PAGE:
The Full Wiki

Kellogg College, Oxford: Wikis


Note: Many of our articles have direct quotes from sources you can cite, within the Wikipedia article! This article doesn't yet, but we're working on it! See more info or our list of citable articles.


From Wikipedia, the free encyclopedia

Colleges and halls of the University of Oxford

Kellogg College

Kellogg Crest.JPG
College name Kellogg College
Named after Will Keith Kellogg
Established 1990[1]
Sister college None
President Prof. Jonathan Michie
Graduates 400+[2] (total students)

Kellogg College, Oxford is located in Oxford (central)

Location of Kellogg College within central OxfordCoordinates: 51°45′50″N 1°15′36″W / 51.764°N 1.260°W / 51.764; -1.260

Kellogg College is one of the constituent colleges of the University of Oxford in England. It focuses on the concept of lifelong learning and mostly caters to part-time mature students, though the full-time student body now numbers 150 full-time students and 400 part-time students (Hilary 2010).

Kellogg College, Oxford's 36th college, was founded with financial assistance from the Kellogg Foundation,[3] and became a full college of the university in 1994, Will Keith Kellogg being recognised as its effective founder.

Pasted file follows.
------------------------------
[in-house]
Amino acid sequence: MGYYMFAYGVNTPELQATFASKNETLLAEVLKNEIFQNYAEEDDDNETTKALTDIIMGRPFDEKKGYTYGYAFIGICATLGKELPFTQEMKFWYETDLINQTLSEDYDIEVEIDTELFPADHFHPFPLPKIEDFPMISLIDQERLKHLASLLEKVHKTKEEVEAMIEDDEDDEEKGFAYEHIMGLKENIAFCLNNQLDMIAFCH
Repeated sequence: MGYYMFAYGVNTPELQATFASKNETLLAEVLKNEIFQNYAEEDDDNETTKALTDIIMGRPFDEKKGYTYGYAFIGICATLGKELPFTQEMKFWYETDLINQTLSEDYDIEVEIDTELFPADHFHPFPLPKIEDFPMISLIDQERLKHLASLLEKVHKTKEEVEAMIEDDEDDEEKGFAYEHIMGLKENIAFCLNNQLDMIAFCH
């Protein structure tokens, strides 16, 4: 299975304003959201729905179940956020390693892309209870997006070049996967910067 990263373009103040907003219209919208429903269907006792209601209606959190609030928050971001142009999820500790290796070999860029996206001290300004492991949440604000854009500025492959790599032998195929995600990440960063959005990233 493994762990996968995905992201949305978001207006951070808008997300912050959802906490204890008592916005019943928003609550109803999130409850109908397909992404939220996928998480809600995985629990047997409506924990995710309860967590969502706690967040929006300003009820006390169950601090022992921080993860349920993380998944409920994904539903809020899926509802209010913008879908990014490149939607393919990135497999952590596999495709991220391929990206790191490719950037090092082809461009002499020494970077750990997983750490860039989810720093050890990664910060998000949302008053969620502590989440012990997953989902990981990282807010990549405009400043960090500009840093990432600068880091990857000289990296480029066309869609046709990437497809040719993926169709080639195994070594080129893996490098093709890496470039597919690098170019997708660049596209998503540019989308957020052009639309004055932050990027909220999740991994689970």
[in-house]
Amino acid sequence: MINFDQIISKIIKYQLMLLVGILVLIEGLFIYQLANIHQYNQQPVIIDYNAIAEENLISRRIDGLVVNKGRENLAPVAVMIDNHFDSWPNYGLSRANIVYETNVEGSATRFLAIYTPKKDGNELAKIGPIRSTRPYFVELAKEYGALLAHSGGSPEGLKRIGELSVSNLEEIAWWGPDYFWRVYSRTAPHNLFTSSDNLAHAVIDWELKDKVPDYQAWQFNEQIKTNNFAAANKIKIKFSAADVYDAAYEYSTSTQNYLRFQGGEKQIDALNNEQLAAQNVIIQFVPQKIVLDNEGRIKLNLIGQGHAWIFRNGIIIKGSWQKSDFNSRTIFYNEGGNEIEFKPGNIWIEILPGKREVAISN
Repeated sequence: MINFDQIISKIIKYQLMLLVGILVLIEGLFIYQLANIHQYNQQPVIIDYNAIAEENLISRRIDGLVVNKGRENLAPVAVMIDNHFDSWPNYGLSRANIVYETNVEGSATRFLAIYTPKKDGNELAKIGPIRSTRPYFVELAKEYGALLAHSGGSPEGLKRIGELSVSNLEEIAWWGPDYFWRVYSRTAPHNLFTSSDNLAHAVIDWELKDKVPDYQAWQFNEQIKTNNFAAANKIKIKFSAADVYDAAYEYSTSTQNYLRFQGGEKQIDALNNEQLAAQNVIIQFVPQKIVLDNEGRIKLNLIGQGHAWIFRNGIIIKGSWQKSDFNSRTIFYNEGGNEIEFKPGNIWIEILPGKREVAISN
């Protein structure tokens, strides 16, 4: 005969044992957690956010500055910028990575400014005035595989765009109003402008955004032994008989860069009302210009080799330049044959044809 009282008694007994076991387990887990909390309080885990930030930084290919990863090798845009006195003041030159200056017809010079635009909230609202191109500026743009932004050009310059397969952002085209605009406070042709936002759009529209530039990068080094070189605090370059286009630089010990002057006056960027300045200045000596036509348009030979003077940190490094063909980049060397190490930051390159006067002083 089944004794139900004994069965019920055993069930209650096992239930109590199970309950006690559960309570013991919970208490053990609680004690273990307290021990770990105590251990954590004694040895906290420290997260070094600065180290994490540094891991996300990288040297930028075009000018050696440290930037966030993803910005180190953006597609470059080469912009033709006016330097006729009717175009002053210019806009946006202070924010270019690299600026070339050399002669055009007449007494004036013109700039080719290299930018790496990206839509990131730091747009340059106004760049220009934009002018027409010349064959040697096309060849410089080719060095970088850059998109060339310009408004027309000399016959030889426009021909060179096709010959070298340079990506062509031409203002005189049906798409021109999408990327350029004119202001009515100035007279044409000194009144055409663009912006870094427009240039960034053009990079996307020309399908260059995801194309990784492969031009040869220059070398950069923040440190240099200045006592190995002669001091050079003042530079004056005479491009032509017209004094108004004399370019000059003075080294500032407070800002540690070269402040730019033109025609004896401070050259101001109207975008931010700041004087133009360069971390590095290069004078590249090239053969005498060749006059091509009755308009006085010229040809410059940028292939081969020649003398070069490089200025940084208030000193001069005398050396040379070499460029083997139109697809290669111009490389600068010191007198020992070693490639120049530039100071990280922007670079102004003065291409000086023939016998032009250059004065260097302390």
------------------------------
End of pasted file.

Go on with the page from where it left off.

In 1878 Arthur Johnson was the first to deliver an Oxford Extension Lecture.[4] This turned into a movement which still flourishes. The movement has culminated into the contemporary establishment and structure of Kellogg College.

The movement grew out of a drive to liberalise Oxford which gained momentum in the 1850s. As a consequence, the University slowly began to open itself to religious nonconformists and poorer men. Later this was extended to include women. It is this movement that forms the historical background of Kellogg College. The extension lectures proved very popular.

The movement is sometimes credited for taking Oxford to the masses. Lectures were given in town halls, public libraries and village school rooms across the country. The aim of the extension movement was twofold: social and political. It aimed at educating the larger community to achieve a better informed democracy. It was all about citizenship.

The city of Oxford was asked to fund extensions of the university. This proved unpopular and an alternative system was chosen: flying visits by extension lecturers.


In May 2004, however, the College acquired a site for a new permanent home, located between Banbury Road and Bradmore Road, in the Norham Manor area of North Oxford, a ten minute walk from Wellington Square. The plan is to develop the site over a number of years. The existing Victorian buildings have been renovated to provide residential accommodation, offices, and research space. The College offices moved to the Banbury Road site in April, 2006.

Distinguished members


  1. ^ University of Oxford: Graduate Studies Prospectus - Last updated 17 Sep 08
  2. ^ Kellogg college: presentation page
  3. ^ "BBC". 1998-10-12. Retrieved 2010-01-05.  
  4. ^ Podcasts from the University of Oxford: Lectures and seminars, by guest lecturers, at Kellogg College.

External links



Got something to say? Make a comment.
Your name
Your email address